We have some bad viruses around -- let's let loose a good virus, the virus of a purity of heart filled with the Beatitudes that lets God work in us and doesn't make us say, "God, if you're not gonna do it my way then I'm gonna find a better way than you."

That's generally our prayer: "Jesus, hear me! Jesus, you know I know best! Jesus, follow me!" Friends, we've got it all wrong -- even in the pro-life movement! "Jesus, you know best. You're the Beatitudes. You're purity of heart. In my desert heart, let the orchard grow -- that will be freedom, then I will know you and love you."

Sisters and brothers, do you realize if we get more and more people doing that what that does to the culture? It changes the culture towards one that grows in holiness -- that's what we need.

Sisters and brothers, Elizabeth and the Virgin Mary met and the joy that was unleashed of two unseen beings -- John the Baptist and Jesus, both in the wombs of their mothers -- that's power. There is much, much unseen in our own witness today. Let the unseen power of the Lord Jesus through the gift of the Holy Spirit touch you as you rally, make you joyful -- we may be fasting and abstaining today, but no, no bad looks today! Today is a day of joyful sadness or sad joy -- this is a day of remembrance of sadness, but it is joy at the Lord because we have been gathered by Jesus: first for this action of Eucharist, but then to rally, all on behalf of God's human beings -- born and unborn.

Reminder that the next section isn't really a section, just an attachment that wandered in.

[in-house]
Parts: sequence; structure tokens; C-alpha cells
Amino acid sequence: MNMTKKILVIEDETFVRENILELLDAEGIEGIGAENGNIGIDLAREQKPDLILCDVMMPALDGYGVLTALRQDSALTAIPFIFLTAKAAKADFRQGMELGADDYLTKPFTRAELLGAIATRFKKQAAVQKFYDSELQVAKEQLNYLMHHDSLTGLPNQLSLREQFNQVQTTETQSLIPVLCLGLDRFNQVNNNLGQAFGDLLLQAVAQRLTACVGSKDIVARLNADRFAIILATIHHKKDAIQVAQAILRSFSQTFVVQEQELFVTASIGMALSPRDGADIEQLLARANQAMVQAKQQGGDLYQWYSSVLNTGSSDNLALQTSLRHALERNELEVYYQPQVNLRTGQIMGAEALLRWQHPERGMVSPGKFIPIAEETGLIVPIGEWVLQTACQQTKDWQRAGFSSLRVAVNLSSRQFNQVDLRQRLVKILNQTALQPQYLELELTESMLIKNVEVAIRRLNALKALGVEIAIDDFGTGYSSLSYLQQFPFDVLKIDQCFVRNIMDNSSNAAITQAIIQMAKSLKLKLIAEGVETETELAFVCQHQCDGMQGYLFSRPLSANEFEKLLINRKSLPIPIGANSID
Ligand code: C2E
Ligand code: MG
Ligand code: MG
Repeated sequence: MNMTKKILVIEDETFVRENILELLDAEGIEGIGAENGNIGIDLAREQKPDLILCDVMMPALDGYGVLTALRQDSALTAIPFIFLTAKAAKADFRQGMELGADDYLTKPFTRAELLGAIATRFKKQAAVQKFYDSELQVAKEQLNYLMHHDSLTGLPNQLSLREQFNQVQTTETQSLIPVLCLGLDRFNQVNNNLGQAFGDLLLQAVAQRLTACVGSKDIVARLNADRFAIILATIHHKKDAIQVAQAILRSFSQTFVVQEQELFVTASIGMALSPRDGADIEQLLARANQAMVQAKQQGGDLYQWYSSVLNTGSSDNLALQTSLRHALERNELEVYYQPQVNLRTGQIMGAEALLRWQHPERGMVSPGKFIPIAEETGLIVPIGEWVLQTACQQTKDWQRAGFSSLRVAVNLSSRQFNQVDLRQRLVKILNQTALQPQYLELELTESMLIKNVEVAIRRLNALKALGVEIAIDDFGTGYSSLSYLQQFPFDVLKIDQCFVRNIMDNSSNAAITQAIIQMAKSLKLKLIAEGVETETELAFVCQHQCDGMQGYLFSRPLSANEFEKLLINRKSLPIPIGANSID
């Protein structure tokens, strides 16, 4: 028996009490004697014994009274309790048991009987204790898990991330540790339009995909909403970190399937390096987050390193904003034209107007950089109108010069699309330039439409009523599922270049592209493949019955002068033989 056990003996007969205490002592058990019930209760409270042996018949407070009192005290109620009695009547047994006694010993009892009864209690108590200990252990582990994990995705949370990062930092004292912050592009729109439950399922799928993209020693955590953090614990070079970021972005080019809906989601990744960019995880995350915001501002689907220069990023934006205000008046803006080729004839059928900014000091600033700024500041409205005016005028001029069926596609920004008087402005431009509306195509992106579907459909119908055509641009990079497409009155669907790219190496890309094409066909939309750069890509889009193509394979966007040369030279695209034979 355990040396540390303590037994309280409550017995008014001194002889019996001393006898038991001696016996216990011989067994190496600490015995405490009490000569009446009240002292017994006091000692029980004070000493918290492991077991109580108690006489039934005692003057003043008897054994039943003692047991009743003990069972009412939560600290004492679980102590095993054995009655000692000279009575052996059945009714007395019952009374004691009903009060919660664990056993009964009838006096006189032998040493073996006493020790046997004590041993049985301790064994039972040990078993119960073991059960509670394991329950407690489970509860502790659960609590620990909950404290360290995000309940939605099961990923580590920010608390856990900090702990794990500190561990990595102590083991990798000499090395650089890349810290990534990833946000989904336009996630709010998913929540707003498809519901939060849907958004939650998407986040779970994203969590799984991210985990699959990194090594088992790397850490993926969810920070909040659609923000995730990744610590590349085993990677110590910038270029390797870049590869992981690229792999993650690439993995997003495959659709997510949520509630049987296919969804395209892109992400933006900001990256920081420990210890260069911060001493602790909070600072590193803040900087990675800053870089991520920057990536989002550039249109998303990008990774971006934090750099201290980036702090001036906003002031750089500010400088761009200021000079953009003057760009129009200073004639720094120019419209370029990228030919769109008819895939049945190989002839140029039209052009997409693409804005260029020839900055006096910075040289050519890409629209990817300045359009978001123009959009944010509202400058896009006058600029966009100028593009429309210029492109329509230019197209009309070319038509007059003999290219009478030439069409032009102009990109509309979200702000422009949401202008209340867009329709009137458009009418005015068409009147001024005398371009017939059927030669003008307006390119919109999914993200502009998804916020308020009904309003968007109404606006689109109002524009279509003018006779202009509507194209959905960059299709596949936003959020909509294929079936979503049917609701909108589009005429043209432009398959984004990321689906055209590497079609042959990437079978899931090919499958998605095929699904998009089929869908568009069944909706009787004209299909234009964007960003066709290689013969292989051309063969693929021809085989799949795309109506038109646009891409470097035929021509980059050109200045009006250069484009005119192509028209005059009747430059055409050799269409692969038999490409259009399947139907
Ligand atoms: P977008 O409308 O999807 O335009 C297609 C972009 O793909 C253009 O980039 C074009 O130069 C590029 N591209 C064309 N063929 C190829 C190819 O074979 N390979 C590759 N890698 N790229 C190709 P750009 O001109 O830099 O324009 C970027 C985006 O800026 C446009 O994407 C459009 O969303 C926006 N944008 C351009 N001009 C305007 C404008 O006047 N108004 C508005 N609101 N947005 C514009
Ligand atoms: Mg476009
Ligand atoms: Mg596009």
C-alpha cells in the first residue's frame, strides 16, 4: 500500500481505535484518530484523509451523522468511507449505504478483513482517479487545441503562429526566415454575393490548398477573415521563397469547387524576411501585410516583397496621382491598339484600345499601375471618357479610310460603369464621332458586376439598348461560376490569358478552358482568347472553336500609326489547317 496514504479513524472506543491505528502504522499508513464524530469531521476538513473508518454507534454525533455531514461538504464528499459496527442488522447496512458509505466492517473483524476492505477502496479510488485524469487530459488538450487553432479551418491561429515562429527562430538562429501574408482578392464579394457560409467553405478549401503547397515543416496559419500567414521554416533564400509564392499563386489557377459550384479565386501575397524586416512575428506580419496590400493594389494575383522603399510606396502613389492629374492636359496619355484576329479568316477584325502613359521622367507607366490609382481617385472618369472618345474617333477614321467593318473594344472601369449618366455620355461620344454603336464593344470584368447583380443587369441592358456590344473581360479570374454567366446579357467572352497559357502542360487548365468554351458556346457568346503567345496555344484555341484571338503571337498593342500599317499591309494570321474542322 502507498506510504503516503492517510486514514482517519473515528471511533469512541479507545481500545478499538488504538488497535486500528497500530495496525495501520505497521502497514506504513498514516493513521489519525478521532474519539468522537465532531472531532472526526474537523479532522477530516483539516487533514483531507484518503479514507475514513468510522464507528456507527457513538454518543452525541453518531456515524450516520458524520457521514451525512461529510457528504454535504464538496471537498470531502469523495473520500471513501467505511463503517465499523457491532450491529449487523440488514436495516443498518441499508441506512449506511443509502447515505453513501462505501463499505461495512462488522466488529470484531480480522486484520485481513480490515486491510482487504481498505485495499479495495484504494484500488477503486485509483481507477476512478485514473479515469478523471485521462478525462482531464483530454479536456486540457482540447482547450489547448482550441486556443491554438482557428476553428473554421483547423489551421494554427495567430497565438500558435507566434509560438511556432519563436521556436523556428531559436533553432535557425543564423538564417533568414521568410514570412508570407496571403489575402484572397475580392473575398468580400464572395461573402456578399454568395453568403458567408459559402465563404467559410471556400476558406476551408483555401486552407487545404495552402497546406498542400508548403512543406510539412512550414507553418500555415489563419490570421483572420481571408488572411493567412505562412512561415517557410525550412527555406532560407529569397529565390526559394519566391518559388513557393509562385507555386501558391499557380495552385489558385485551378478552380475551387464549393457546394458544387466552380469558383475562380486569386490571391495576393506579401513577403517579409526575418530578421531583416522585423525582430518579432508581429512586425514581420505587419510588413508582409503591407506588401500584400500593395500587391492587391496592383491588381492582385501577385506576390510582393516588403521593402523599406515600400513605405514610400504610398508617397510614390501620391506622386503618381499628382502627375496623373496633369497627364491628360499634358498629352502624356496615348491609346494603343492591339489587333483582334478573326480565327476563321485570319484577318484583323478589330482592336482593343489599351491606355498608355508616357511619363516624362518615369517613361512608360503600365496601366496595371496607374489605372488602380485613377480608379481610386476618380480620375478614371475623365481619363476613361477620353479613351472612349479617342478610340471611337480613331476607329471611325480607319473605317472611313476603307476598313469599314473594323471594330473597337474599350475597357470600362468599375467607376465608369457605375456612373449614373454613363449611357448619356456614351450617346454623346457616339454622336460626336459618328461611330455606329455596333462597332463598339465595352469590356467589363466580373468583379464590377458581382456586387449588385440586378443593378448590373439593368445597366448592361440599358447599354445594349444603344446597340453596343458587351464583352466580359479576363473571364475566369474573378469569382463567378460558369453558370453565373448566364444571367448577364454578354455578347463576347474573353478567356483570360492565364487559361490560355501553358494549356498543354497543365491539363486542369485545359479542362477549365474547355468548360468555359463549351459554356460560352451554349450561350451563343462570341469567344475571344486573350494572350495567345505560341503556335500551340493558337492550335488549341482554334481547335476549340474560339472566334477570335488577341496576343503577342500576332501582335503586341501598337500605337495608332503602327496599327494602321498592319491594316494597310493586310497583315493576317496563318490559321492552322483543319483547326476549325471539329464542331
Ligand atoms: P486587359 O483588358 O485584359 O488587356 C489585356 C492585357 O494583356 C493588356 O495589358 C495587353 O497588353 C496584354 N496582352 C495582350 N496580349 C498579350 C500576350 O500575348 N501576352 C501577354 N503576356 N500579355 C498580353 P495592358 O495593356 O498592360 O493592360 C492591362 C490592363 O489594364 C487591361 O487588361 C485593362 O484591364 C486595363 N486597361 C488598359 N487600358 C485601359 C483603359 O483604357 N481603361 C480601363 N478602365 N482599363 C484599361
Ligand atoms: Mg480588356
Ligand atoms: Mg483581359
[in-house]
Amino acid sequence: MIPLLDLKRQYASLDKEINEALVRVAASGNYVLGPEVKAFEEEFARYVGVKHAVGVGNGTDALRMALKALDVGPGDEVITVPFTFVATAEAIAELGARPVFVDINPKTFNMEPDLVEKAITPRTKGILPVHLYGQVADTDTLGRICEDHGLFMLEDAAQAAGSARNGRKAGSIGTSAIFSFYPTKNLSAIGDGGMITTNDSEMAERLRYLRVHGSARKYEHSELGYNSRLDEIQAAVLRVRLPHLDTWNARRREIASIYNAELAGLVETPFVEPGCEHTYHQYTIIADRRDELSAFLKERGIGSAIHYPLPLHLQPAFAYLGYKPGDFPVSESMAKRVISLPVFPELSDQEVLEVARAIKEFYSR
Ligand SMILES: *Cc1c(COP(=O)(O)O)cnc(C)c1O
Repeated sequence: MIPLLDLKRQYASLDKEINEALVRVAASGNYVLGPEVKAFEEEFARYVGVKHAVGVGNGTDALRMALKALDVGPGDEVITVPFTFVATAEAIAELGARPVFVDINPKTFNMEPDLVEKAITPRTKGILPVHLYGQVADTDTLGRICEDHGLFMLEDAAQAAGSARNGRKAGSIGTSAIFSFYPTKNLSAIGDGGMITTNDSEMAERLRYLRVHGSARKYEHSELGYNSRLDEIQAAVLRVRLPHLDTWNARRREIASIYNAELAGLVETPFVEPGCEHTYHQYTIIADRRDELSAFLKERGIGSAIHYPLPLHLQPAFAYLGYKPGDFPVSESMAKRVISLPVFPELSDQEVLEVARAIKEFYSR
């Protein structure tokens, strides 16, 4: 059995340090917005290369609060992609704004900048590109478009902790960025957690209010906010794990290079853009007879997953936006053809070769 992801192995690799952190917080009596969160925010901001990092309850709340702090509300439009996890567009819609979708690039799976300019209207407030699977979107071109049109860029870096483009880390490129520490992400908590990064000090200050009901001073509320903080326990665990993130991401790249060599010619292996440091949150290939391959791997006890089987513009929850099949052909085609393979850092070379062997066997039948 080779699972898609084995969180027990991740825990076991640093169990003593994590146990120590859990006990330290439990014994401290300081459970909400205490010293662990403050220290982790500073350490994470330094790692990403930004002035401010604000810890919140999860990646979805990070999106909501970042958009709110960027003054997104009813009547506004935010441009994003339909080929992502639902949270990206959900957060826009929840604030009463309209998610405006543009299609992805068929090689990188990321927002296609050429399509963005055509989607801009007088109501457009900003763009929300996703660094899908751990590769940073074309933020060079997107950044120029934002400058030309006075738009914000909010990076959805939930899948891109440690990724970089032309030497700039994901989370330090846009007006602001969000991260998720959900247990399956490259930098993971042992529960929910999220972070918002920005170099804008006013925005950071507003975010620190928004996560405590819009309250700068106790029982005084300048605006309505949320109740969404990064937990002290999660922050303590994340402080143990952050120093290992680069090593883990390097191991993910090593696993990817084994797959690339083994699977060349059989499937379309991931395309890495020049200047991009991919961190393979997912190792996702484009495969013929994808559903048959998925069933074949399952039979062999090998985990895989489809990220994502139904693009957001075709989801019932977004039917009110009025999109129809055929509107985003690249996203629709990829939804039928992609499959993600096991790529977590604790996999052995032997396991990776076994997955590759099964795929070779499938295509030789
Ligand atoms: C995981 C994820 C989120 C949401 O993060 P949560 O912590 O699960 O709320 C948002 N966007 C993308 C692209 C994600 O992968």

May the Lord bless you all, give you strength -- give you parrhesia, as they say -- that with conviction, you may wake the Lord alive in this culture.